Why I Marched 18.6 Miles from the NRA to the DOJ

Why I Marched 18.6 Miles from the NRA to the DOJ

Last Friday, when my alarm went off at 6am, I rolled out of bed, threw on the clothes I had laid out the night before, and headed out to catch a bus to Fairfax, VA. I was tired and it was already unbearably hot, but there was nothing that was going to stop me from attending the Women's March from the National Rifle Association to the Department of Justice. I could not be silent any longer.





On July 6, 2016, Philando Castile was shot in his car, in front of his girlfriend and four-year old daughter by Jeronimo Yanez, a St. Anthony, Minnesota, police officer. Castile had a valid permit to carry a gun, and warned the officer that he had it.

The National Rifle Association states that it is oldest continuously operating civil rights organization in the United States. Two days after Castile's shooting, they issued the following statement:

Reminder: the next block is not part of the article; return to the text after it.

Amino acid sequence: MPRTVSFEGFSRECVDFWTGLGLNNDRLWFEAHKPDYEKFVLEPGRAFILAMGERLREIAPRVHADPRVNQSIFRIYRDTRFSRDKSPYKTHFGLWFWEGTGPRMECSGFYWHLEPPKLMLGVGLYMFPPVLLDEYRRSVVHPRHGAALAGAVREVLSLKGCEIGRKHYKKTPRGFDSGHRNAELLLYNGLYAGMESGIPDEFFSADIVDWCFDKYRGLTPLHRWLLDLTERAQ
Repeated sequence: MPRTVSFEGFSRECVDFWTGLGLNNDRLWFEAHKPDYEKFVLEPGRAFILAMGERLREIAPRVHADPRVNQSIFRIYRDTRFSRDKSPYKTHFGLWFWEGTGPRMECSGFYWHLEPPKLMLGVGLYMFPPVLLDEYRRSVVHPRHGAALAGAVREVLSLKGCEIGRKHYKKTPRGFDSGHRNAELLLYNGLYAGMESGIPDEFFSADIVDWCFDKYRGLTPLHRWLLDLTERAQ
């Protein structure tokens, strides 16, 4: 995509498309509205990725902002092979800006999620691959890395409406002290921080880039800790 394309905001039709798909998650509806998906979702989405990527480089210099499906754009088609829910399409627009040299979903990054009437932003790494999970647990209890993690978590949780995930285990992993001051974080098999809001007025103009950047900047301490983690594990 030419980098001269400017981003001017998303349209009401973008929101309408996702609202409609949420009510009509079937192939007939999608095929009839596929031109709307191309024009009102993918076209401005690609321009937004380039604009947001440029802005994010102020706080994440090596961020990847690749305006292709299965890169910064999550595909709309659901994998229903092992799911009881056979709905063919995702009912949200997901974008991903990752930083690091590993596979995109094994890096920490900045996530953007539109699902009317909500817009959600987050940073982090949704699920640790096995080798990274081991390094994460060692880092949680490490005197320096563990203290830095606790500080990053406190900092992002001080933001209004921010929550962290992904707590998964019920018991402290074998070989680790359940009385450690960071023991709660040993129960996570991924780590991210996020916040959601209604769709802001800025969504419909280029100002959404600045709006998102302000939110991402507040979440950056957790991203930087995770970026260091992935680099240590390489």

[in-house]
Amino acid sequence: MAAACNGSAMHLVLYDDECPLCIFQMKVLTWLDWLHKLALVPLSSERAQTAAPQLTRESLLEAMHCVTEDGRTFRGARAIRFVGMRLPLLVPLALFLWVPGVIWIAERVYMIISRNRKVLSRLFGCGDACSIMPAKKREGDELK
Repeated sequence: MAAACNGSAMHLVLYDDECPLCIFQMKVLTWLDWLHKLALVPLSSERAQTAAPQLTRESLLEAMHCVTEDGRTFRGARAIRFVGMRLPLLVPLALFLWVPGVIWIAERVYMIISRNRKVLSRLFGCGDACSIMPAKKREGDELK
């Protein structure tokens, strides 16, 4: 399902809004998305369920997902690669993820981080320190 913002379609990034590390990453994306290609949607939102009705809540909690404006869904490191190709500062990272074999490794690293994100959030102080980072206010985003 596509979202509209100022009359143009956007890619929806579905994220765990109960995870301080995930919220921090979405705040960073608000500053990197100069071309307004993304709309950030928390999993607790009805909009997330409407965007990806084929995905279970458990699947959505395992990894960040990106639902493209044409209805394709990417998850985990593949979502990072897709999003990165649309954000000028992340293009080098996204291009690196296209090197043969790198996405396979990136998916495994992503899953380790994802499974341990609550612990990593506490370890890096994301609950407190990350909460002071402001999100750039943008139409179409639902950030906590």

The reports from Minnesota are troubling and must be thoroughly investigated. In the meantime, it is important for the NRA not to comment while the investigation is ongoing. Rest assured, the NRA will have more to say once all the facts are known.

And yet, after Yanez was acquitted on June 16, 2017, there was no word from the NRA for over three weeks. In the mean time, they released an incredibly incendiary ad filled with hateful rhetoric and a thinly veiled call to arms.



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